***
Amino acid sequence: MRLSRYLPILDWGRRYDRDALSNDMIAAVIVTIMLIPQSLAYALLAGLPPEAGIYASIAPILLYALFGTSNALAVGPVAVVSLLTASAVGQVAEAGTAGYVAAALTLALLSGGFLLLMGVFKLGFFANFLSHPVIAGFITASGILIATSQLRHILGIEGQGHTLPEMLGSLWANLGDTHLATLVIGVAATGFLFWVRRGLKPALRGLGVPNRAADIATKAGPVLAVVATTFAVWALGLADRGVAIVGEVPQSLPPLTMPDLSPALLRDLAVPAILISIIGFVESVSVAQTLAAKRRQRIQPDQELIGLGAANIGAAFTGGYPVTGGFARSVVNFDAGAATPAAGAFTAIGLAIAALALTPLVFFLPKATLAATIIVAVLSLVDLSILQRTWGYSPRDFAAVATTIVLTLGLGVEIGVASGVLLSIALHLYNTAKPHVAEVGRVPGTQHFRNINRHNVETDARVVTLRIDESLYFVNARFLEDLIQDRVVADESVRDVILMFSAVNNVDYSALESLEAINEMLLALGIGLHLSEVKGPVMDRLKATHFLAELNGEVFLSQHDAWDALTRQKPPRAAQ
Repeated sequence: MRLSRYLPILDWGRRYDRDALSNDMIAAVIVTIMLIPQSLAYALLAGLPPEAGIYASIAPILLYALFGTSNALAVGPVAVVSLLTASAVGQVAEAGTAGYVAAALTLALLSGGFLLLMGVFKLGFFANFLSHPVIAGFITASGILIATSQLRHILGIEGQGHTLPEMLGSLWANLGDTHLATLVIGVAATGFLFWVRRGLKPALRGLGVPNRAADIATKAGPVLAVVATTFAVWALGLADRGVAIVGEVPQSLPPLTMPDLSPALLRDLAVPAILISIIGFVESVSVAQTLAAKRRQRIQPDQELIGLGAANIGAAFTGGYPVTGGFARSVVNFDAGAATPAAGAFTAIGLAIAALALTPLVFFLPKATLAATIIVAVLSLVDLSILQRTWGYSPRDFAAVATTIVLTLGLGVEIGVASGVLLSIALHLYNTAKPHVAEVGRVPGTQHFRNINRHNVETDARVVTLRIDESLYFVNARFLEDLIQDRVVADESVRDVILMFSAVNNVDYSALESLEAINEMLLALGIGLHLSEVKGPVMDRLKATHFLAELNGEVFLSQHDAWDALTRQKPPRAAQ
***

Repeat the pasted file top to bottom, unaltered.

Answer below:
Amino acid sequence: MRLSRYLPILDWGRRYDRDALSNDMIAAVIVTIMLIPQSLAYALLAGLPPEAGIYASIAPILLYALFGTSNALAVGPVAVVSLLTASAVGQVAEAGTAGYVAAALTLALLSGGFLLLMGVFKLGFFANFLSHPVIAGFITASGILIATSQLRHILGIEGQGHTLPEMLGSLWANLGDTHLATLVIGVAATGFLFWVRRGLKPALRGLGVPNRAADIATKAGPVLAVVATTFAVWALGLADRGVAIVGEVPQSLPPLTMPDLSPALLRDLAVPAILISIIGFVESVSVAQTLAAKRRQRIQPDQELIGLGAANIGAAFTGGYPVTGGFARSVVNFDAGAATPAAGAFTAIGLAIAALALTPLVFFLPKATLAATIIVAVLSLVDLSILQRTWGYSPRDFAAVATTIVLTLGLGVEIGVASGVLLSIALHLYNTAKPHVAEVGRVPGTQHFRNINRHNVETDARVVTLRIDESLYFVNARFLEDLIQDRVVADESVRDVILMFSAVNNVDYSALESLEAINEMLLALGIGLHLSEVKGPVMDRLKATHFLAELNGEVFLSQHDAWDALTRQKPPRAAQ
Repeated sequence: MRLSRYLPILDWGRRYDRDALSNDMIAAVIVTIMLIPQSLAYALLAGLPPEAGIYASIAPILLYALFGTSNALAVGPVAVVSLLTASAVGQVAEAGTAGYVAAALTLALLSGGFLLLMGVFKLGFFANFLSHPVIAGFITASGILIATSQLRHILGIEGQGHTLPEMLGSLWANLGDTHLATLVIGVAATGFLFWVRRGLKPALRGLGVPNRAADIATKAGPVLAVVATTFAVWALGLADRGVAIVGEVPQSLPPLTMPDLSPALLRDLAVPAILISIIGFVESVSVAQTLAAKRRQRIQPDQELIGLGAANIGAAFTGGYPVTGGFARSVVNFDAGAATPAAGAFTAIGLAIAALALTPLVFFLPKATLAATIIVAVLSLVDLSILQRTWGYSPRDFAAVATTIVLTLGLGVEIGVASGVLLSIALHLYNTAKPHVAEVGRVPGTQHFRNINRHNVETDARVVTLRIDESLYFVNARFLEDLIQDRVVADESVRDVILMFSAVNNVDYSALESLEAINEMLLALGIGLHLSEVKGPVMDRLKATHFLAELNGEVFLSQHDAWDALTRQKPPRAAQ